Factors Identifying Risk of Poor Weight Loss After Bariatric Surgery Identified

MedicalResearch.com Interview with:

Dr. Michelle R. Lent, PhD Geisinger Obesity Institute

Dr. Michelle Lent

Dr. Michelle R. Lent, PhD
Geisinger Obesity Institute
Geisinger Clinic
Danville, Pennsylvania

MedicalResearch.com: What is the background for this study? What are the main findings?

Response: More than one-third of adults in the United States live with obesity. Currently, the most effective treatment for obesity is bariatric surgery. Bariatric surgery patients are expected to lose 30 to 40 percent of their body weight, but not all patients are able to lose this amount of weight and others experience weight regain. Why some patients succeed in weight loss over time, while others are less successful, remains unclear.

In this study, we evaluated over 200 patient characteristics in relation to long-term weight loss after bariatric surgery (7 years or longer), including gender, age and weight at the time of surgery, lab tests, medical conditions and medications, among others. We found that patients who used insulin, had a history of smoking, or used 12 or more medications before surgery lost the most weight, while patients with high cholesterol, older patients and patients with higher body mass indexes at the time of surgery lost the least amount of weight after surgery.

MedicalResearch.com: What should readers take away from your report?

Response: These findings can help clinicians to identify patients that may be at risk for poorer weight loss outcomes in the long-term after bariatric surgery. Clinicians can use this information to tailor the treatment of these patients to help maximize their chances of meaningful and sustained weight loss after surgery. For example, perhaps these patients attend extra follow-appointments with their clinicians to more closely monitor their progress.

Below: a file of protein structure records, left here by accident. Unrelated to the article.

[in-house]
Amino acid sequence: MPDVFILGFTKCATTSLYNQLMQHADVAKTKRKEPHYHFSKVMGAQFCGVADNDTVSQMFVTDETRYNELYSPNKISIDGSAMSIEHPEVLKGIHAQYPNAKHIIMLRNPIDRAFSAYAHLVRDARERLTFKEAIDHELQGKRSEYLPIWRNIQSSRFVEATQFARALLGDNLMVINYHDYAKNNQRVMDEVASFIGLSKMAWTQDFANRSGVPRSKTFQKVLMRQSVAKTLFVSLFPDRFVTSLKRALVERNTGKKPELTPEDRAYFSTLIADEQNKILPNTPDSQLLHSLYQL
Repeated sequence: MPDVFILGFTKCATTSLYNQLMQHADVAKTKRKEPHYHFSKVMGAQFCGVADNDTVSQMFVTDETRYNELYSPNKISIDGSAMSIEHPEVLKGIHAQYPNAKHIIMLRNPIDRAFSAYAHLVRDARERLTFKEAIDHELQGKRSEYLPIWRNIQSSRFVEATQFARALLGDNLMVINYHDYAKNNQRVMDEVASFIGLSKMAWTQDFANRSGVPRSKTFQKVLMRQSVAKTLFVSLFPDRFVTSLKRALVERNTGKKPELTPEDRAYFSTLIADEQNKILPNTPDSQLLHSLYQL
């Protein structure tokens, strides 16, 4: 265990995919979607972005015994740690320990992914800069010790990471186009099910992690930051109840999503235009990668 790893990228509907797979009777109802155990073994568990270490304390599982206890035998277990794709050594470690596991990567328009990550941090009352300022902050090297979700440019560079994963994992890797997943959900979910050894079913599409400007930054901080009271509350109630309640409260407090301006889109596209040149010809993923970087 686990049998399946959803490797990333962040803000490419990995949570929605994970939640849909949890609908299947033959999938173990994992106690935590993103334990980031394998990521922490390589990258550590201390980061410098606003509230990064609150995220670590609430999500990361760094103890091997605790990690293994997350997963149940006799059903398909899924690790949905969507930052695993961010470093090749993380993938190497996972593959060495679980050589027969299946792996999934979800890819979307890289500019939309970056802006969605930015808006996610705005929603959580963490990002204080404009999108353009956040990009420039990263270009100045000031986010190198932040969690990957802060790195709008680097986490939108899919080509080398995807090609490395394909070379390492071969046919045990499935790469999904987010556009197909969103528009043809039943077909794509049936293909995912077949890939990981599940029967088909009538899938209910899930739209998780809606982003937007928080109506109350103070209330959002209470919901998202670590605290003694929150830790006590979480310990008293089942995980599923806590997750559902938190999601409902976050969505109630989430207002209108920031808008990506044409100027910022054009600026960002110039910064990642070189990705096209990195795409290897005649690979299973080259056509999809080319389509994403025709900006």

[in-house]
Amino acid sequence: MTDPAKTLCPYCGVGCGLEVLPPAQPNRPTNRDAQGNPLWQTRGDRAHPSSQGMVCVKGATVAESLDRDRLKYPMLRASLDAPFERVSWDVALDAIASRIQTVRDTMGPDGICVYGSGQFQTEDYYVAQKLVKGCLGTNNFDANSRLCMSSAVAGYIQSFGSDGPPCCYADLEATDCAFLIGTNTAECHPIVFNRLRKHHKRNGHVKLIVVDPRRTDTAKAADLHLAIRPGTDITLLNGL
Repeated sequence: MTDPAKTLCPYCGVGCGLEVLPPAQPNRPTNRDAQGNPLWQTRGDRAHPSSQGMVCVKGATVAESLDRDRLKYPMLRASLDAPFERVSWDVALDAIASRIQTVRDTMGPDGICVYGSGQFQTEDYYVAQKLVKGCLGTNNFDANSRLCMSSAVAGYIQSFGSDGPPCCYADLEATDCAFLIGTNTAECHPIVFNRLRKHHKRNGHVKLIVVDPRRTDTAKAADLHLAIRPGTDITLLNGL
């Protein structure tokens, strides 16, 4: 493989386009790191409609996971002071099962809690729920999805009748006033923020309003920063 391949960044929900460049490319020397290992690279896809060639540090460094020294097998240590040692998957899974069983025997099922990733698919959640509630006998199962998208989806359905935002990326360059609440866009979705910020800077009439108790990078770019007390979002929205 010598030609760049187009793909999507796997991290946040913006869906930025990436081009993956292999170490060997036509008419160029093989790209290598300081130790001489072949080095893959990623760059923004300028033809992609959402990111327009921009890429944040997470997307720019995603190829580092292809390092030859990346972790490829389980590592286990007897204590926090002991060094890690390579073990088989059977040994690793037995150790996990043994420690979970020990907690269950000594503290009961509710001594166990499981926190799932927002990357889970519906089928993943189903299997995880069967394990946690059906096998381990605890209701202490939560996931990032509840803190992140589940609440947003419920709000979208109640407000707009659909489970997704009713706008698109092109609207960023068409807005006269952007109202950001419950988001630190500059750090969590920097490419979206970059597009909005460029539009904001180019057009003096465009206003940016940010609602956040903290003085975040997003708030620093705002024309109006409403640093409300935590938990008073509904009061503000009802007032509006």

MedicalResearch.com: What recommendations do you have for future research as a result of this study?

Response: In this study, we utilized clinical patient data from the electronic medical record. Future studies could benefit from also including patient-reported data, such as surveys on eating behaviors and physical activity.

MedicalResearch.com: Thank you for your contribution to the MedicalResearch.com community.


Wood G, Benotti PN, Lee CJ, et al. Evaluation of the Association Between Preoperative Clinical Factors and Long-term Weight Loss After Roux-en-Y Gastric Bypass. JAMA Surg.Published online August 10, 2016. doi:10.1001/jamasurg.2016.2334.

Note: Content is Not intended as medical advice. Please consult your health care provider regarding your specific medical condition and questions.

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Last Updated on August 12, 2016 by Marie Benz MD FAAD